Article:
Keeping Your Chickens Cool and Safe in the Summer

Back in January, we published a blog post called Caring for Your Chickens in Cold Weather. Now that summer is finally here to stay for a while, we thought it would be a good idea to review some warm weather tips for keeping your chickens comfortable. This is essential because chickens can die from heat stress and hens may not be able to lay eggs. 

It can be hard to know when your chickens are overheated because they don’t have the ability to sweat. That means you have to watch for certain behavior. Just like domesticated animals, chickens pant to release excess body heat. A chicken may be experiencing heat-related illness if it pants heavily and holds its wings away from the body. Listlessness and labored breathing are signs of heatstroke as well. Here are several things you can to do prevent that from happening:

  • Make sure your chickens have plenty of space in their coop. Because a chicken’s natural body temperature is 107 degrees, they release a lot of heat and moisture in a small space. It will be hard for them to stay cool if you have too many birds in too small of a space. If you keep full-sized birds, plan to allow four square feet for each one. 
  • Place the coop and run in the shade if possible. Under a tree is ideal, as is the shade thrown by another building. Setting up the coop and run to take advantage of a natural breeze can also help to keep chickens cool and comfortable. Good ventilation is essential, so make sure air moves freely to remove heat and moisture. If the air seems stifled, consider placing a fan in the coop to improve ventilation.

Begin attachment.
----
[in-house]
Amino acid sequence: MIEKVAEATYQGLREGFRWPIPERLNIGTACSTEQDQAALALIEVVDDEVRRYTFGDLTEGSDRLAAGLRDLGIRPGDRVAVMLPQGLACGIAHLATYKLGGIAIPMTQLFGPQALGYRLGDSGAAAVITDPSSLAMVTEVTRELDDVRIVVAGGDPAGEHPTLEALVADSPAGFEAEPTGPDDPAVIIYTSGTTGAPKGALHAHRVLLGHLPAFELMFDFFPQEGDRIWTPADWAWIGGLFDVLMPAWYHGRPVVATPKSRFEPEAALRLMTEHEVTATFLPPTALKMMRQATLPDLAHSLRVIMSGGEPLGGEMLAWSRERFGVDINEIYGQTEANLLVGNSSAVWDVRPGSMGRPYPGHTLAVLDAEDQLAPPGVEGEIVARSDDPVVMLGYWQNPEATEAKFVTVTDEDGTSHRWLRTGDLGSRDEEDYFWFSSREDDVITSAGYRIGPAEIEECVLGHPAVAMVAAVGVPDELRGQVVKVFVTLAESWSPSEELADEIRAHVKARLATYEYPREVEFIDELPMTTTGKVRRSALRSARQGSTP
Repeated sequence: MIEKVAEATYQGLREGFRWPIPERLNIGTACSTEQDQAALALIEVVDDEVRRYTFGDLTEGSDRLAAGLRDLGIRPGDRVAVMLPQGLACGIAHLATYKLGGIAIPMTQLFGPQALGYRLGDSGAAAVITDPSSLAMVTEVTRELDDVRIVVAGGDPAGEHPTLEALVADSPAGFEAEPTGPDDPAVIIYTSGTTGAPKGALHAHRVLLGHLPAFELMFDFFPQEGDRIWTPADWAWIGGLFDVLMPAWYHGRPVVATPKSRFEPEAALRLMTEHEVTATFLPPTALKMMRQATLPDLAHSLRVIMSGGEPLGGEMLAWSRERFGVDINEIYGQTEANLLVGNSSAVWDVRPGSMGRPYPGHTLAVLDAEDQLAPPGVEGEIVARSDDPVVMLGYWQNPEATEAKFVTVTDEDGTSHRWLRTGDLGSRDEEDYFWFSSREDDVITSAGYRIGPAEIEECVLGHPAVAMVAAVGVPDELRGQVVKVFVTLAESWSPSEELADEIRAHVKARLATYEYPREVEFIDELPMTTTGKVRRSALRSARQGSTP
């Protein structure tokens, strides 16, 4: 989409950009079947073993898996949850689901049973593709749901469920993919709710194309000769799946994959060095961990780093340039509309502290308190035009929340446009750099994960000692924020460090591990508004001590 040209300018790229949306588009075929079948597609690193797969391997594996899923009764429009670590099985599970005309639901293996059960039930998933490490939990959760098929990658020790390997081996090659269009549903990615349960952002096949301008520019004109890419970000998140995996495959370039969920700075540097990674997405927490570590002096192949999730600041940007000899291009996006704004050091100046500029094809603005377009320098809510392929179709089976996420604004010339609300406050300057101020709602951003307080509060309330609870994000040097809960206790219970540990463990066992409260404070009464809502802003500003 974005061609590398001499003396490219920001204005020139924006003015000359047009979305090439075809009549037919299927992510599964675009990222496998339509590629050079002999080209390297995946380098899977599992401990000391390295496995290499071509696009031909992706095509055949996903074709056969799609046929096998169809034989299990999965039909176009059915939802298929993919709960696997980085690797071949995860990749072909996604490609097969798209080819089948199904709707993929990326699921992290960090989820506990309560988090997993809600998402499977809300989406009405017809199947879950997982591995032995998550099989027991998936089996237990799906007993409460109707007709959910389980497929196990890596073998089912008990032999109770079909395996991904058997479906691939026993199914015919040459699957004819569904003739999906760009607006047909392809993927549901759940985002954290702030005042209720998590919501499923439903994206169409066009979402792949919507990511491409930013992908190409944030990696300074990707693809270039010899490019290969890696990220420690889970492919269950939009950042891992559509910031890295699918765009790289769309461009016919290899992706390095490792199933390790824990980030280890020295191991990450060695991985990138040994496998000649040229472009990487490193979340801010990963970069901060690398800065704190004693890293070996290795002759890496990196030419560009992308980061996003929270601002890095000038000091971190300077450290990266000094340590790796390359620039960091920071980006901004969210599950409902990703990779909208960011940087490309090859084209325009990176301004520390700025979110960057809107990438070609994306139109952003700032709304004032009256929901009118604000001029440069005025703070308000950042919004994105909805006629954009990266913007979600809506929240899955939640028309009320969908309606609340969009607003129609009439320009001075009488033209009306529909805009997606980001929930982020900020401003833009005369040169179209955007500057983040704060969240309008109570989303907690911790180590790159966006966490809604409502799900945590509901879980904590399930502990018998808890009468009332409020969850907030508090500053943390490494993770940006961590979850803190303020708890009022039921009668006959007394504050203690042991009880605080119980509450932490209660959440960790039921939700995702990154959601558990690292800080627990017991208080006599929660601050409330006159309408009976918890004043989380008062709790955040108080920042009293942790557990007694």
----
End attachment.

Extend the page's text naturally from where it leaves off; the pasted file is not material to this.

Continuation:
• Your chickens need access to fresh, clean drinking water to stay healthy and hydrated in the summer months. Be sure to check the temperature of the water often and replace if it has become too warm to drink. Your chickens will drink more when the water is cool. Keeping drinking water in the shade helps to keep it cool naturally.
  • A layer of fabric or straw on top of the run provides additional shade for your chickens. Tarps can serve this purpose also and have the added benefit of blocking the sun’s heat. You may also want to consider keeping a mist bottle in the coop and spraying it throughout the day.

Please schedule an appointment with Cedar Pet Clinic Lake Elmo if you’re concerned that your chickens have become overheated or would like more information on their care. 
Image Credit:  Getty Images

After-Hours Emergencies

After Hours Veterinary Care
1014 Dale Street North
St. Paul, MN 55117
(Inside Como Park Animal Hospital just north of downtown St. Paul)
24-hour care for multiple species

Animal Emergency & Referral Center of MN
1163 Helmo Avenue N
Oakdale, MN 55128


Animal Emergency & Referral Center of MN
1542 7th St. W.
St. Paul, MN 55012
(located 2 blocks east of 35E)